Conet Project free online

Xeni and I were just talking about the wonder of Wilco and their performance at the recent Outside Lands festival. As many of you know, Wilco's magnificent album Yankee Hotel Foxtrot was named for (and uses samples from) the Conet Project, a four CD collection from Irdial-Discs of "numbers stations." For decades, intelligence organizations have reportedly broadcast one-way messages to their agents in the field via shortwave, and the transmissions happen to sound weirder than any Stockhausen score or minimalist electronica you've ever heard -- a child's voice, or the obviously synthesized intonation on what's known as the "Lincolnshire Poacher" station, named for the folk song accompanying the numbers. The Conet Project contains recordings of 150 of these stations. I wrote about the Conet Project in 1999 for a feature article in Salon. (Cory also blogged about the project on BB after Irdial oddly sued WEA, Wilco's label, for copyright infringement.) Since then, Irdial has posted the Conet Project audio on Hyperreal. From my Salon article, titled "Counting Spies":
Conetshortwaveeee My preferred dose? One CD of Conet before bedtime. Repeat if necessary. Be warned, though: Side effects may include grainy and nihilistic nightmares starring a grayscale spy cabal armed with an arsenal of dead media. Conet as soundtrack to a J.G. Ballard noir documentary. Indeed, Ballard's style of (non) fiction blends seamlessly with the blurb on Conet's stark, minimalist packaging: "The origin of these stations is in dispute. Their purpose is unclear. Some of these organizations should have been closed down after the 'end of the cold war,' yet they continue to transmit like clockwork."

And therein lies the mystery that keeps headphones on hundreds of numbers listeners around the world. Most of these people aren't the avant-audio enthusiasts who frequent Aquarius (Records, where I bought my copy). They don't know from musique concrete. These shortwave buffs are knob-twiddlers of a different sort. For them, the process of numbers stations is more interesting than the product. Under the mainstream radar, numbers stations Web sites, online chat rooms and e-mail lists thrive with listeners sharing frequencies, recordings, rumors, stories and speculations about the strangest sounds on the dial.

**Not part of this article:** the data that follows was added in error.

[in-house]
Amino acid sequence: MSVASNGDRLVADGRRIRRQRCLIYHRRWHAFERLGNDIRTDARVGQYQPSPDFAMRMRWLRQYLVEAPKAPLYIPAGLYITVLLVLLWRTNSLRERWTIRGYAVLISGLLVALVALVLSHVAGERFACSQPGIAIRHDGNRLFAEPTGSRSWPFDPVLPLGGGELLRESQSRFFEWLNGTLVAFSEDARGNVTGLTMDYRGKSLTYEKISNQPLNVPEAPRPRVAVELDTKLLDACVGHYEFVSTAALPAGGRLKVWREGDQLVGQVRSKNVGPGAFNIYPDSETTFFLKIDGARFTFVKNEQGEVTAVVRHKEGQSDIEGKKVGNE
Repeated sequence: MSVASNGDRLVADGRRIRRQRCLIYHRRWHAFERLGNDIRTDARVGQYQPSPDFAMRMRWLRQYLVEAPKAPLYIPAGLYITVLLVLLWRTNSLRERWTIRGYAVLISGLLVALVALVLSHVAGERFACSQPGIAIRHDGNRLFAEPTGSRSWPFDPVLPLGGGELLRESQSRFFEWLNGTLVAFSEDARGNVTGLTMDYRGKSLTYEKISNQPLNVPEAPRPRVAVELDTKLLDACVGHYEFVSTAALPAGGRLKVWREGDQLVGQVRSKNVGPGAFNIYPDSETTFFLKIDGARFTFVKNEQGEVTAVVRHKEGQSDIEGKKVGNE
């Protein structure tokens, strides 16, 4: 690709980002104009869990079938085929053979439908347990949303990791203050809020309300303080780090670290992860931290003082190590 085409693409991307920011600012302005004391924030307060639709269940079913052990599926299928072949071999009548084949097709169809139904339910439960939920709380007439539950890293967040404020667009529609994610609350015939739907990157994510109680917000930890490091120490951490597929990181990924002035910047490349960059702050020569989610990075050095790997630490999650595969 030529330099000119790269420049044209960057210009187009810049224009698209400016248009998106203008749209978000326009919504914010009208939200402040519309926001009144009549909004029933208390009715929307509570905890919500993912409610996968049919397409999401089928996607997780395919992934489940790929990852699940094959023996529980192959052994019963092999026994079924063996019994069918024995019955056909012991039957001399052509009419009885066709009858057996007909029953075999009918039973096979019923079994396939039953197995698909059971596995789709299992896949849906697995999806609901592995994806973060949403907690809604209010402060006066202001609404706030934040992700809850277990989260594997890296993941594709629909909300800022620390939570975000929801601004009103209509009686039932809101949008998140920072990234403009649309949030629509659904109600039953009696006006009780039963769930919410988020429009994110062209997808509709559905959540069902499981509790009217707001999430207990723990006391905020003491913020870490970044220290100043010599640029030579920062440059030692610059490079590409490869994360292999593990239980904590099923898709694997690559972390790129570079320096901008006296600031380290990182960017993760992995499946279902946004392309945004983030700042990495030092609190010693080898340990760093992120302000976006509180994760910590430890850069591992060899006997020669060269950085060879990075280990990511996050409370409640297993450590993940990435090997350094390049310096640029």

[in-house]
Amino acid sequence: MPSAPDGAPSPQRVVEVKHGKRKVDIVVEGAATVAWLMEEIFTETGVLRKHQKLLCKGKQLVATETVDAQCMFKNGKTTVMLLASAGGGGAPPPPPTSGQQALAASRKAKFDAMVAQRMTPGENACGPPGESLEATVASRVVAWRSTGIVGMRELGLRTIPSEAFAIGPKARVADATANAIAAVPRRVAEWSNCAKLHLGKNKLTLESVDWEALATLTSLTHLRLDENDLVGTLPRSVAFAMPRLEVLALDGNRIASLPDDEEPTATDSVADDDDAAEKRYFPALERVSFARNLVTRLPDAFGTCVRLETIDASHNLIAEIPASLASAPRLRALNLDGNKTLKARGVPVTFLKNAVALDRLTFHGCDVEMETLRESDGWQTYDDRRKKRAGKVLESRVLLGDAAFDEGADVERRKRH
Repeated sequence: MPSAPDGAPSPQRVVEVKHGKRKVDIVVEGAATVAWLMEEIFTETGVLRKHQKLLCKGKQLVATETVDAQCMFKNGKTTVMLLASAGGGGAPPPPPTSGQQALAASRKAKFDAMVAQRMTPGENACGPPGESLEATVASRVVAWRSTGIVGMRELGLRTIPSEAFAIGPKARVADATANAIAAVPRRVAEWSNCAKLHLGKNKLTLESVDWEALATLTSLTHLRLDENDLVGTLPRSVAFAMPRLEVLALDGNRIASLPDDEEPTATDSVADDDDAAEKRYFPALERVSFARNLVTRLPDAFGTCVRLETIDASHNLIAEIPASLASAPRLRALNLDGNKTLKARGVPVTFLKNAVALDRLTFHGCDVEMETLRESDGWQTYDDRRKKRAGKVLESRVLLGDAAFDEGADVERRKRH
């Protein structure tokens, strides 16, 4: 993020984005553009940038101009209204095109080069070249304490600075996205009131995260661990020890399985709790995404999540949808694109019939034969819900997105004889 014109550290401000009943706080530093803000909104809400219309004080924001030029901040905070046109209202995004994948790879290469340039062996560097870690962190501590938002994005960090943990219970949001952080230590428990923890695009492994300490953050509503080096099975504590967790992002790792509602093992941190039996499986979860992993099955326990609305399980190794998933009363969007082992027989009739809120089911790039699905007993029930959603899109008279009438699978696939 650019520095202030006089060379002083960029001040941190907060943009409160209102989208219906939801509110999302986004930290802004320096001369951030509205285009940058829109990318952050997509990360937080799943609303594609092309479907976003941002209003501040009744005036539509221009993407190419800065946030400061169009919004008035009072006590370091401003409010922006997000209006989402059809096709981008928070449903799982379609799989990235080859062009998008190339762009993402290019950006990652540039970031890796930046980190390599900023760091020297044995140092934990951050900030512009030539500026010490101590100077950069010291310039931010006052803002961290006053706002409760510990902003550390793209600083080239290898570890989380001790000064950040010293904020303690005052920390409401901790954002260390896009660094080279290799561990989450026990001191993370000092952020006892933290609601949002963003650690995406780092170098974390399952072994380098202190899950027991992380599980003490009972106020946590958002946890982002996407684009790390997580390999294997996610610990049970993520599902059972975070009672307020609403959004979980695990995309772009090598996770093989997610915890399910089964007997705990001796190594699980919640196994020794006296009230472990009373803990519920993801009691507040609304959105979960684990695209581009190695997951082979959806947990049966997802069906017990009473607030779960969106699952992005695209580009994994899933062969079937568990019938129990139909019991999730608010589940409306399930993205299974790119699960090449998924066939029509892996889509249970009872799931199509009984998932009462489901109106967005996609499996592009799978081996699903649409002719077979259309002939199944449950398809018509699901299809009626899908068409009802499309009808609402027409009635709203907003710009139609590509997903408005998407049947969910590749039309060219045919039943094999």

"If you tune in to the BBC World Service, you know where the studios are, who the intended audience is and where the transmitters are, but with numbers stations you don't know any of that," says Simon Mason, a chemistry lab supervisor in England who in 1991 penned one of the first texts detailing the numbers racket, "Secret Signals: The Euronumbers Mystery." "It's like a mystery novel or television show, but the difference is no one will ever come out with a solution."
Conet Project (Hyperreal), "Counting Spies" (Salon), buy Conet Project (Amazon)

Previously on BB:
Who owns recordings of numbers stations?


  1. I finally heard one of these stations “live” on shortwave a couple years ago, had known about them for years but never found them on the dial.

  2. I’ve always thought the number stations were one-time pads used by field agents for encrypting their communications back to the US. But maybe they are outward messages…

  3. Ha! I have these Cd;s somewhere in the basement. I love them. They scare the SHIT out of me though.

    It’s weird how now they’re free after Irdial sued WEA and Wilco.

  4. slighttangent

    one of my earliest memories of my grandparents house was a bedroom my parents slept in while we visited that i was -never- allowed to go into. having the room adjacent to theirs i was always tempted to have a look see. One day, after hearing her get off the phone and leaving the room to go downstairs, my ears pearked up to the lack of the door closing all the way. I slid off the bed and headed directly to the room that was off limits. once inside i saw all of my grandfathers WWII memorabilia, but not realizing what it was at the time. then suddenly an awful beeping noise coming from the darker corner of the room startled me. and as i crept closer to see what was making such an alarming noise, i hear a female voice squawking and i immediately got creeped out and left the room and headed downstairs to imform parents there was a weird noise comming from their room.